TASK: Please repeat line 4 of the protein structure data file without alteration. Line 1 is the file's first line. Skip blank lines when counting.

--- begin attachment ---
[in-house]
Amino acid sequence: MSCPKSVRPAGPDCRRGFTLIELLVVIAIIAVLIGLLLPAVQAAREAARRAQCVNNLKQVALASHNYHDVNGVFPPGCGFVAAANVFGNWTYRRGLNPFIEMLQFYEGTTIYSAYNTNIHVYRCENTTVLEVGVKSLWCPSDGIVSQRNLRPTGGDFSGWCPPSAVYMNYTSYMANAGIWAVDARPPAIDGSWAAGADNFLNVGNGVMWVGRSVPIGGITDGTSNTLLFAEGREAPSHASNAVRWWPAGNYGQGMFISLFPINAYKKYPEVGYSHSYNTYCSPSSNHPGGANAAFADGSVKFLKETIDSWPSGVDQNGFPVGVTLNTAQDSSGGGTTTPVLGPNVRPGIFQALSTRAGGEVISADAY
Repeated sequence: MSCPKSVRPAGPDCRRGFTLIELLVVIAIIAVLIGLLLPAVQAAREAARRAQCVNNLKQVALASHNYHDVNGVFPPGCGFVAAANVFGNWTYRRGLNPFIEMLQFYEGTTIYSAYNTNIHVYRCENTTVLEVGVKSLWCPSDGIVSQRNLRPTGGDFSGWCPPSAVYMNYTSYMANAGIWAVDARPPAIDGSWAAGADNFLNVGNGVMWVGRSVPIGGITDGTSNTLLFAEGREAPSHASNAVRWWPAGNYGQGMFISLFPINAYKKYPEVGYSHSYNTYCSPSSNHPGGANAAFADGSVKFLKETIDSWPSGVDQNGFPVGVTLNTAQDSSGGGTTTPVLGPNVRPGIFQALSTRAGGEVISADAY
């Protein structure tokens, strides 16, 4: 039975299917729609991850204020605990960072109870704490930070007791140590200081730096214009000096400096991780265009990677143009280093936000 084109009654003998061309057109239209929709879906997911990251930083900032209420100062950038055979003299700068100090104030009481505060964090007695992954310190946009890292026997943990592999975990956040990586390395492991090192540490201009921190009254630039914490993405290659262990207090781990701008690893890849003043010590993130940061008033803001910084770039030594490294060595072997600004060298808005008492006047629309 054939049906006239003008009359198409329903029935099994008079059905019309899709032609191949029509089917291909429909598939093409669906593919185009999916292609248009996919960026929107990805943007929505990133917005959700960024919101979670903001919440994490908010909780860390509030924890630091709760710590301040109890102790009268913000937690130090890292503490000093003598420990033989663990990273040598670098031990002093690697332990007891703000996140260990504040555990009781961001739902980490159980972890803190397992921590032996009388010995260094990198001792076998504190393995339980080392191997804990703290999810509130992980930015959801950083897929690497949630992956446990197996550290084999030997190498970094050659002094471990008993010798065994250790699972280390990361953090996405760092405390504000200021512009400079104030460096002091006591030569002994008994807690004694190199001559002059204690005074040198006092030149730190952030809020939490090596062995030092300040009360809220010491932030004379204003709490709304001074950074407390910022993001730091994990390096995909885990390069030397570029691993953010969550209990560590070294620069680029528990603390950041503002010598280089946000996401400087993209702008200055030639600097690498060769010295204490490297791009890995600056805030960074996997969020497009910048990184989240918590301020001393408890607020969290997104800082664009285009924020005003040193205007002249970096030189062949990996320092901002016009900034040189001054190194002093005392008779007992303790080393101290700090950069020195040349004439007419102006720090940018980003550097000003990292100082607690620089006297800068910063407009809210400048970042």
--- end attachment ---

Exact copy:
């Protein structure tokens, strides 16, 4: 039975299917729609991850204020605990960072109870704490930070007791140590200081730096214009000096400096991780265009990677143009280093936000 084109009654003998061309057109239209929709879906997911990251930083900032209420100062950038055979003299700068100090104030009481505060964090007695992954310190946009890292026997943990592999975990956040990586390395492991090192540490201009921190009254630039914490993405290659262990207090781990701008690893890849003043010590993130940061008033803001910084770039030594490294060595072997600004060298808005008492006047629309 054939049906006239003008009359198409329903029935099994008079059905019309899709032609191949029509089917291909429909598939093409669906593919185009999916292609248009996919960026929107990805943007929505990133917005959700960024919101979670903001919440994490908010909780860390509030924890630091709760710590301040109890102790009268913000937690130090890292503490000093003598420990033989663990990273040598670098031990002093690697332990007891703000996140260990504040555990009781961001739902980490159980972890803190397992921590032996009388010995260094990198001792076998504190393995339980080392191997804990703290999810509130992980930015959801950083897929690497949630992956446990197996550290084999030997190498970094050659002094471990008993010798065994250790699972280390990361953090996405760092405390504000200021512009400079104030460096002091006591030569002994008994807690004694190199001559002059204690005074040198006092030149730190952030809020939490090596062995030092300040009360809220010491932030004379204003709490709304001074950074407390910022993001730091994990390096995909885990390069030397570029691993953010969550209990560590070294620069680029528990603390950041503002010598280089946000996401400087993209702008200055030639600097690498060769010295204490490297791009890995600056805030960074996997969020497009910048990184989240918590301020001393408890607020969290997104800082664009285009924020005003040193205007002249970096030189062949990996320092901002016009900034040189001054190194002093005392008779007992303790080393101290700090950069020195040349004439007419102006720090940018980003550097000003990292100082607690620089006297800068910063407009809210400048970042």